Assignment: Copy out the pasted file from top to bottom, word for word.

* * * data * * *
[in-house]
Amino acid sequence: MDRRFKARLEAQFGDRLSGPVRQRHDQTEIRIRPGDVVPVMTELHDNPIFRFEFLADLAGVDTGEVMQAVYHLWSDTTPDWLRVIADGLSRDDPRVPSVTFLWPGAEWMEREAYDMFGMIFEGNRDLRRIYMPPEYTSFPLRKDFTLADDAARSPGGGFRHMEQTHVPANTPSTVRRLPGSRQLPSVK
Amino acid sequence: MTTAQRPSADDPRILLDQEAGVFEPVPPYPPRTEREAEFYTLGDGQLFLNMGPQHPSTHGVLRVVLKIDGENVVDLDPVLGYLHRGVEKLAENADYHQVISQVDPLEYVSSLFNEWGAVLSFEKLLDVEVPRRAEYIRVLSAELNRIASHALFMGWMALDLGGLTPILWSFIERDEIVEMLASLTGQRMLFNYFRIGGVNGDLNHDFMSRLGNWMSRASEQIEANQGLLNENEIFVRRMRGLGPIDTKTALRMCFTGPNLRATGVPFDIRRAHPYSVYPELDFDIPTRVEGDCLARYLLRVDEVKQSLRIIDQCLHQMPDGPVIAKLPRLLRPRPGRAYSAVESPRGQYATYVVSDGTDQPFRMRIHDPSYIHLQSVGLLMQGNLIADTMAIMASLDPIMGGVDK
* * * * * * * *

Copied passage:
[in-house]
Amino acid sequence: MDRRFKARLEAQFGDRLSGPVRQRHDQTEIRIRPGDVVPVMTELHDNPIFRFEFLADLAGVDTGEVMQAVYHLWSDTTPDWLRVIADGLSRDDPRVPSVTFLWPGAEWMEREAYDMFGMIFEGNRDLRRIYMPPEYTSFPLRKDFTLADDAARSPGGGFRHMEQTHVPANTPSTVRRLPGSRQLPSVK
Amino acid sequence: MTTAQRPSADDPRILLDQEAGVFEPVPPYPPRTEREAEFYTLGDGQLFLNMGPQHPSTHGVLRVVLKIDGENVVDLDPVLGYLHRGVEKLAENADYHQVISQVDPLEYVSSLFNEWGAVLSFEKLLDVEVPRRAEYIRVLSAELNRIASHALFMGWMALDLGGLTPILWSFIERDEIVEMLASLTGQRMLFNYFRIGGVNGDLNHDFMSRLGNWMSRASEQIEANQGLLNENEIFVRRMRGLGPIDTKTALRMCFTGPNLRATGVPFDIRRAHPYSVYPELDFDIPTRVEGDCLARYLLRVDEVKQSLRIIDQCLHQMPDGPVIAKLPRLLRPRPGRAYSAVESPRGQYATYVVSDGTDQPFRMRIHDPSYIHLQSVGLLMQGNLIADTMAIMASLDPIMGGVDK